“The Dark Arts are so many, diverse, ever-evolving, and eternal.” I’ve always known this, but it never bothered me until recently. Fighting them seems like fighting a thousand-headed monster, and each time you cut a throat, you get another head cleaver. Like with a machete with an endless blade. And if you’re not careful, you can wind up with your hand almost sliced off at the finger tips. Just saying this gets my blood boiling.
“But the Dark Arts aren’t necessarily black magic, are they?” I cry, waving my arms in the air. “There’s a lot more to black magic than meets the eye!” says Joe Coffey.
Joe Coffey is a long time practitioner of both witchcraft and the darker arts, and he says there’s a lot more to black magic than meets the eye. “White magic can be as corrupting as dark magic,” he says. “Just as liches do things that are not in their nature, evil spirits can do things that are beyond normal moral bounds. Black Magic rituals are just the start of the corruption.”
I asked him what he meant by ‘corrupting’ and he said that it was like taking the high degrees of ritualistic ecstasy offered up by religions like Satanism and then going even further and practicing sexual rituals with the dead. “I see this all the time in various strains of Satanism,” he said. He told me that Satanism was essentially the worship of the dead. “How could any of those who claim Satanism are not corrupted by the things they believe?”
It seems that after centuries of practice, black magic is coming back into the picture. “The dark arts are really the cutting edge of human civilization,” says David A. Aguilar, author of White Magic: The occult science of magical thinking. “It has been refined to perfection by the most powerful minds ever to walk the face of the earth. What we are now talking about here is pure evil, not just rituals and spells and hexes, but murder, torture, sex crimes, stuff you wouldn’t even think about normally. This really isn’t the dark arts, it’s the cutting edge of human civilization.”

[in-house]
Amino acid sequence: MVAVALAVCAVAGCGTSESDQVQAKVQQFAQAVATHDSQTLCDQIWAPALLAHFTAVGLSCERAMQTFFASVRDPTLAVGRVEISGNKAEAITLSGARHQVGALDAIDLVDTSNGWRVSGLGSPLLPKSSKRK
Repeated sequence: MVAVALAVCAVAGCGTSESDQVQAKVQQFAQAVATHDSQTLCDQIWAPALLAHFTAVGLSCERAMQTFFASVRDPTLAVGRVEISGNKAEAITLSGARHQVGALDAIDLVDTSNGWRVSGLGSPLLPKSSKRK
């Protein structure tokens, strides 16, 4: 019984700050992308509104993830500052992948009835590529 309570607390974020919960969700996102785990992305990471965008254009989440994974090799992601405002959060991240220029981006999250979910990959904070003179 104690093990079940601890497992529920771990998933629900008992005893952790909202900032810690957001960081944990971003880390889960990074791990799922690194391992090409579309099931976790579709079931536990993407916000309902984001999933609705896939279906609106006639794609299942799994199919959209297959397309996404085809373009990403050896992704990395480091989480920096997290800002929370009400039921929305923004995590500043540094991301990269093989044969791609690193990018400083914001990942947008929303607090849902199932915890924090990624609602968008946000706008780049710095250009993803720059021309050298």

In the modern world, people have learned to use white magic for good, while the dark arts serve as a dark force of destruction for those who are willing to abuse their power. But isn’t it possible that such evil is ingrained in our culture from birth? Couldn’t we just say that good bad comes from bad as an underlying theme of voodoo? After all, many religions tell us that the universe is good and evil is bad, that there is a war going on between good and evil, but between good and evil people are performing rituals and doing acts that just don’t match up to the principles they espouse.
Could the concept of witchcraft rituals be that evil people use spells and charms in order to torment others? While the concept of the dark arts as a whole is still largely a mystery to modern scholars, there is one form of the arts that is common in a variety of different cultures, and that is magic. It is the one form of magic that can be performed by anyone, anywhere, and without special training. Black magic, on the other hand, is much more difficult to perform and requires the use of highly trained, expensive practitioners with access to mystical knowledge. (There is a difference between the normal practice of magic and the theatrical forms of it.) For example, in the television series, Law and Order, the magic of Michael Jackson is very difficult to perform because he had to learn the skills to perform it well.
In the same way that the theatrical presentations of magic can be misleading, so can the ideas that many people have about black magic and white magic. The confusion surrounding these two forms of magic is what helps the misconception grow. In the same way that the sun is sometimes mistaken for a shining star, voodoo is often confused with white magic. But the fact is that there is no reason to think that they are somehow similar or even related, when you look at the facts on their own.